Greetings everyone and thanks again for your continued following and support of local journalism. I am a far cry from being a journalist but in this past year I have learned so much from those who are. This week I will cover a topic that is often the most overlooked subject in landscaping, but is such an important issue, now than ever before- storm water management.
Good management of storm water is vital for gardens as well as your home and local, regional and broader water supply that we all rely on.
As of this week, the National Weather Service, NOAA.gov, issued statements indicating that we have returned to early signs of drought in West River from the Missouri River to areas near the Black Hills. Locally there are things each of us can do to help preserve our most valuable resource and as I have been taught- our first medicine.
Storm Water and Surface Management
Storm water and surface ater management is a collection of good stewardship practices as well as home and garden preventive measures and maintenance.
Here in South Dakota there are many protections for ground water and large surface water areas but little has been mandated on private lots, which is not uncommon compared to other areas in the nation. In places like Seattle and Portland not only is a detailed plan required, but you must get permits and inspections done from start to finish.
Here are some reasons why good stewardship practices matter:
• Major and minor practices protect our resource and our property investments including homes, barns, row crops and grazing lands.
• Recognize existing storm water systems help prevent contamination from entering such as oils, trash and silt.
• Prevents standing water from becoming a health and safety issue.
• Work with natural water sources such as streams, rivers and springs.
• Moving storm water away from structures and other land areas in use by homeowners, farmers, ranchers and municipal protect structural and agricultural investment.
What can you do to help do your part and protect your home and land: When you build new construction or remodel, make storm water management a priority in your building list and budget in your landscape. After you have built or installed a structure, the first phase of landscaping should be your storm water plan and how you will keep your crawlspace or basement dry, as well as keeping your yard and or parking areas free of undesired water.
How this is done and calculated: First, figure out the total square footage of your roof area for each structure on your property. Add up all your square footage of hardscape, which is any area of ground covered by semi-porous materials such as 5/8 gravel with minus, crushed concrete, concrete or asphalt.
Secondly, get an average monthly rainfall calculation. Do this by going online to usgs.gov to find the storm water calculator. This tool will give you water projections for just your property.
Types of roof drain systems:
No-gutter weeping systems: This is where you have no gutters for collecting and moving storm water from your roof but the water falls to the ground into a gravel-filled ditch with a corrugated pipe placed between two layers of gravel drain the rock. These systems tend to be troublesome and water either backs up into the home’s crawlspace or basement after heavy downpours.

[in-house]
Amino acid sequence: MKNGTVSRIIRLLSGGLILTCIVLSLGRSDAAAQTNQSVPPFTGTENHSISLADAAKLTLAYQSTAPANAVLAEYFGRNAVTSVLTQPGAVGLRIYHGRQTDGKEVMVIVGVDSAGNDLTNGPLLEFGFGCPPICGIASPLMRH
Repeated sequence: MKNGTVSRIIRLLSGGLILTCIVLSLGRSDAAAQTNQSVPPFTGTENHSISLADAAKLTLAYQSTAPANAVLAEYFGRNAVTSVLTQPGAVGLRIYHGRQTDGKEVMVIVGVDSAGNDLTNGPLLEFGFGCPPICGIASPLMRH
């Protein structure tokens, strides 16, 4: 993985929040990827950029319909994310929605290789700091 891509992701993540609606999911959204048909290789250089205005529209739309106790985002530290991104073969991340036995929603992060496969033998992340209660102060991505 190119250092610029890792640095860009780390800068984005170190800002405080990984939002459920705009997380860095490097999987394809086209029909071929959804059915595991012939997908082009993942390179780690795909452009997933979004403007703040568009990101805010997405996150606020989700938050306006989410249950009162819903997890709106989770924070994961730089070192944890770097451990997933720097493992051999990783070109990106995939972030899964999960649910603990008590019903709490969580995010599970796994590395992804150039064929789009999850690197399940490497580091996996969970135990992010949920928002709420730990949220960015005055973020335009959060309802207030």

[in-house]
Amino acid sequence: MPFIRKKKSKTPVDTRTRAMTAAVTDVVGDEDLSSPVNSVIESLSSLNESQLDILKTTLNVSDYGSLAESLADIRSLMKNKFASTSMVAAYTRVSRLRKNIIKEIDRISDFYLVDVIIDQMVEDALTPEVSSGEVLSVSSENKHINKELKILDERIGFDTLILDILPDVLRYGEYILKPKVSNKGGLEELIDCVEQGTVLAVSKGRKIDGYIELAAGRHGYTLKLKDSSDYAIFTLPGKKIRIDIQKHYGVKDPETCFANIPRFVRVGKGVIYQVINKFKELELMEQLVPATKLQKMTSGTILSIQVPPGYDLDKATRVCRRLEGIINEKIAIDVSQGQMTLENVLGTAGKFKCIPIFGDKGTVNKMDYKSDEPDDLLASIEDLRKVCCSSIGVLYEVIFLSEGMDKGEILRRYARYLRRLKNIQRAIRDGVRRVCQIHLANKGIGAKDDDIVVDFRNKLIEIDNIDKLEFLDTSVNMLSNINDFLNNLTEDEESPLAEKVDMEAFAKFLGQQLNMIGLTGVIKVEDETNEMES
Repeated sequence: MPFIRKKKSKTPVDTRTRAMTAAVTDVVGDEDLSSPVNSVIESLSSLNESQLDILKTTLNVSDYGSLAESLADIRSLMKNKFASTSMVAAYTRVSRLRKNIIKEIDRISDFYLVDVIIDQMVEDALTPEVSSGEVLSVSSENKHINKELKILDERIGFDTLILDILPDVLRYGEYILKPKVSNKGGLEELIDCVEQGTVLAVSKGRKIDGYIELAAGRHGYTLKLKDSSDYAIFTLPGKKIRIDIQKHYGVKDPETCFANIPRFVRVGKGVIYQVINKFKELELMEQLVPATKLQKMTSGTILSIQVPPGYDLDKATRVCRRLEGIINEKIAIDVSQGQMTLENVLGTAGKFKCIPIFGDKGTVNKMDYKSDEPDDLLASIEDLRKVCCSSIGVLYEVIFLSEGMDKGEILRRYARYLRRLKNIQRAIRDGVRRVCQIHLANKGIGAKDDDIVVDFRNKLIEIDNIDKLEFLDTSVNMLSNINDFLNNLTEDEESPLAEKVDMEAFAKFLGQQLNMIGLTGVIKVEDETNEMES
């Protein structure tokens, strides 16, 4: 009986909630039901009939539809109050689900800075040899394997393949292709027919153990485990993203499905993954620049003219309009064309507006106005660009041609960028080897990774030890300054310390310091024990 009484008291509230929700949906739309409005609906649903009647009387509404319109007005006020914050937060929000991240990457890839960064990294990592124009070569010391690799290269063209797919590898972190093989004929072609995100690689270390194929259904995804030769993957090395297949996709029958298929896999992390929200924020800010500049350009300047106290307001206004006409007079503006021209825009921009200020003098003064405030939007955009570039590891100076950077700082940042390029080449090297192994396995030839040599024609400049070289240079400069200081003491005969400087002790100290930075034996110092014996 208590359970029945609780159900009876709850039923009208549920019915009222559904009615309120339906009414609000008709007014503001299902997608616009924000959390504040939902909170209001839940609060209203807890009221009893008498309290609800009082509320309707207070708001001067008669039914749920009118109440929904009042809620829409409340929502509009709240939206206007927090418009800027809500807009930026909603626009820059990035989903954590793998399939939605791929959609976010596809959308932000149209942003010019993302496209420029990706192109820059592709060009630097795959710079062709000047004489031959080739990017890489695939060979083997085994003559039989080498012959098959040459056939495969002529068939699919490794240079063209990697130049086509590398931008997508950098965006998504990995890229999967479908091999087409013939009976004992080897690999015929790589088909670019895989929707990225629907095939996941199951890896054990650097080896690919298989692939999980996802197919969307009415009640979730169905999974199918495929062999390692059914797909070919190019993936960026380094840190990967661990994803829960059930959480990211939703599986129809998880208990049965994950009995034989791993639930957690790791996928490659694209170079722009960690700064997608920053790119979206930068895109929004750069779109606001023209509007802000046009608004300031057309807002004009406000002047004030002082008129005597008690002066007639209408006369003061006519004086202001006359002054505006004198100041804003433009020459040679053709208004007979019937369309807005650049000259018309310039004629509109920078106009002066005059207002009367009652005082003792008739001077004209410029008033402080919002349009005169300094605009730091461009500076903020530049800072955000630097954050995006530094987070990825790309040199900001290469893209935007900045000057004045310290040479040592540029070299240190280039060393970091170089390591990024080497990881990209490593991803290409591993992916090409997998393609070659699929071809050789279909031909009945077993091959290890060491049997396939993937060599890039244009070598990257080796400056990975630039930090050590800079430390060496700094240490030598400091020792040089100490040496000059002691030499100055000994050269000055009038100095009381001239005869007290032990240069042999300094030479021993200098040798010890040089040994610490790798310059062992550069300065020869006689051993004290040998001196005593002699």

Gutter systems with downspouts and drain field and or collection tank: This system collects the water from your roof into gutters. The gutters are connected to pipes that carry the water away from your home, preventing water from pooling around or under your home. The water is disbursed into the ground through series of French drains and/or a collection tank in the ground. Once the tank is full, the remaining water goes into a French drain where it works into the ground returning to the natural cycle of going into the aquifer or moving underground to a stream. The water in the tank can now be used for irrigation of your landscape or farm.
Storm water systems for landscapes and parking lots: These systems work much the same way as a roof system but since contaminants can be in this water, no tanks are used. Instead a large semi-shallow ditch is made and planted with grass. This is called a grass filter. The root system binds the contaminants and breaks them down over time to limit pollution. The contaminants get bound into the grass and is broken down into bound elements.
All this may sound unfamiliar but farmers and ranchers have been using these methods for a long time. They have been channeling water from high ground to low ground to provide pools for cattle and other livestock for years. There is a lot more science involved in farming and ranching today than ever before. Today’s farmer and rancher must be accountants, climatologist, weather forecasters, soil and plant biologist and agronomist to name a short list of hats worn.
The most basic system can be done at a reasonable price, while complex systems should be done by a licensed contractor. Systems can even incorporate fish ponds and other water features without tapping into a town’s metered water system.
Recommended contractors for large systems: Earth Enterprises, a nationwide landscape contractor; Pipe Inc,., Midwest Construction.
These systems can be installed by a homeowner all at once or in sections as budgets allow. These systems should be part of any commercial development as our water becomes more scarce. These types of systems will not be much change for us but they will help ensure clean adequate water supplies for generations to come.